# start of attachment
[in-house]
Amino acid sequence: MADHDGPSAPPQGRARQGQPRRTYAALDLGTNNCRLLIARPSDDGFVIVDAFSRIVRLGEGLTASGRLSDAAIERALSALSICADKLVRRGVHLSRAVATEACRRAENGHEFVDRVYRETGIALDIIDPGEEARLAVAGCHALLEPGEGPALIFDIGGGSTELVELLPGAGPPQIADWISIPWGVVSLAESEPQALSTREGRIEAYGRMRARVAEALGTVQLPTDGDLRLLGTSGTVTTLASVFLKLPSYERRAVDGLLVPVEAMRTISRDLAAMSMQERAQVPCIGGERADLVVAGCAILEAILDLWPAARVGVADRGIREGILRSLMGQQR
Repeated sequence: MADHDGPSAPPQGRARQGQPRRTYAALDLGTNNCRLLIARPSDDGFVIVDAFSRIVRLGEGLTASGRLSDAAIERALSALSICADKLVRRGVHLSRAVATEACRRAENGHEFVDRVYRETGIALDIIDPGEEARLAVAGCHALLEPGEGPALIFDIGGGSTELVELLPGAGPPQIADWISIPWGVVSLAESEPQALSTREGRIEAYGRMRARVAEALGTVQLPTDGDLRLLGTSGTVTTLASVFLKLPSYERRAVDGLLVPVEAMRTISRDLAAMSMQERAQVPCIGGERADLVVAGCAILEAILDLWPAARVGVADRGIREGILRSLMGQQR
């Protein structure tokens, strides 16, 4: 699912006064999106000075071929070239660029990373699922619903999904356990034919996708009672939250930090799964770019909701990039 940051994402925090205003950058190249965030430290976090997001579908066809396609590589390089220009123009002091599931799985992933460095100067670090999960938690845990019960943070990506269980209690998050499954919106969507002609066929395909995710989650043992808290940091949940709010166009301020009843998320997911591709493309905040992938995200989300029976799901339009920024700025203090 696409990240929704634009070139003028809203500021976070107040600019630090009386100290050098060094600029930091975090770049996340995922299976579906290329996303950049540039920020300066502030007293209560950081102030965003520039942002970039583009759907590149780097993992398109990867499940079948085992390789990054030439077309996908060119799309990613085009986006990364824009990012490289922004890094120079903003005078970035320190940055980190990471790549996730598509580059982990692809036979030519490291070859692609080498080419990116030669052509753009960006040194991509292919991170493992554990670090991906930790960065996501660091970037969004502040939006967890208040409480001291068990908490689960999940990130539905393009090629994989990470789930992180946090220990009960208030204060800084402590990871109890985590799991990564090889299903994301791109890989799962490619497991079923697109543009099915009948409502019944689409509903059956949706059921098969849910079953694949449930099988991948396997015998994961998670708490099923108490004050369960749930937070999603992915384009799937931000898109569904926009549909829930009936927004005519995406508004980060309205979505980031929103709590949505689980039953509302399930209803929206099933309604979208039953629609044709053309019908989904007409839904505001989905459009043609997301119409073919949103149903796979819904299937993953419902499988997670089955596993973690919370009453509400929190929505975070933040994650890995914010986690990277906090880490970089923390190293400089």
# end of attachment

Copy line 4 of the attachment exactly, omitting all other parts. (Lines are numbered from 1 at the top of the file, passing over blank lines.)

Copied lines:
């Protein structure tokens, strides 16, 4: 699912006064999106000075071929070239660029990373699922619903999904356990034919996708009672939250930090799964770019909701990039 940051994402925090205003950058190249965030430290976090997001579908066809396609590589390089220009123009002091599931799985992933460095100067670090999960938690845990019960943070990506269980209690998050499954919106969507002609066929395909995710989650043992808290940091949940709010166009301020009843998320997911591709493309905040992938995200989300029976799901339009920024700025203090 696409990240929704634009070139003028809203500021976070107040600019630090009386100290050098060094600029930091975090770049996340995922299976579906290329996303950049540039920020300066502030007293209560950081102030965003520039942002970039583009759907590149780097993992398109990867499940079948085992390789990054030439077309996908060119799309990613085009986006990364824009990012490289922004890094120079903003005078970035320190940055980190990471790549996730598509580059982990692809036979030519490291070859692609080498080419990116030669052509753009960006040194991509292919991170493992554990670090991906930790960065996501660091970037969004502040939006967890208040409480001291068990908490689960999940990130539905393009090629994989990470789930992180946090220990009960208030204060800084402590990871109890985590799991990564090889299903994301791109890989799962490619497991079923697109543009099915009948409502019944689409509903059956949706059921098969849910079953694949449930099988991948396997015998994961998670708490099923108490004050369960749930937070999603992915384009799937931000898109569904926009549909829930009936927004005519995406508004980060309205979505980031929103709590949505689980039953509302399930209803929206099933309604979208039953629609044709053309019908989904007409839904505001989905459009043609997301119409073919949103149903796979819904299937993953419902499988997670089955596993973690919370009453509400929190929505975070933040994650890995914010986690990277906090880490970089923390190293400089």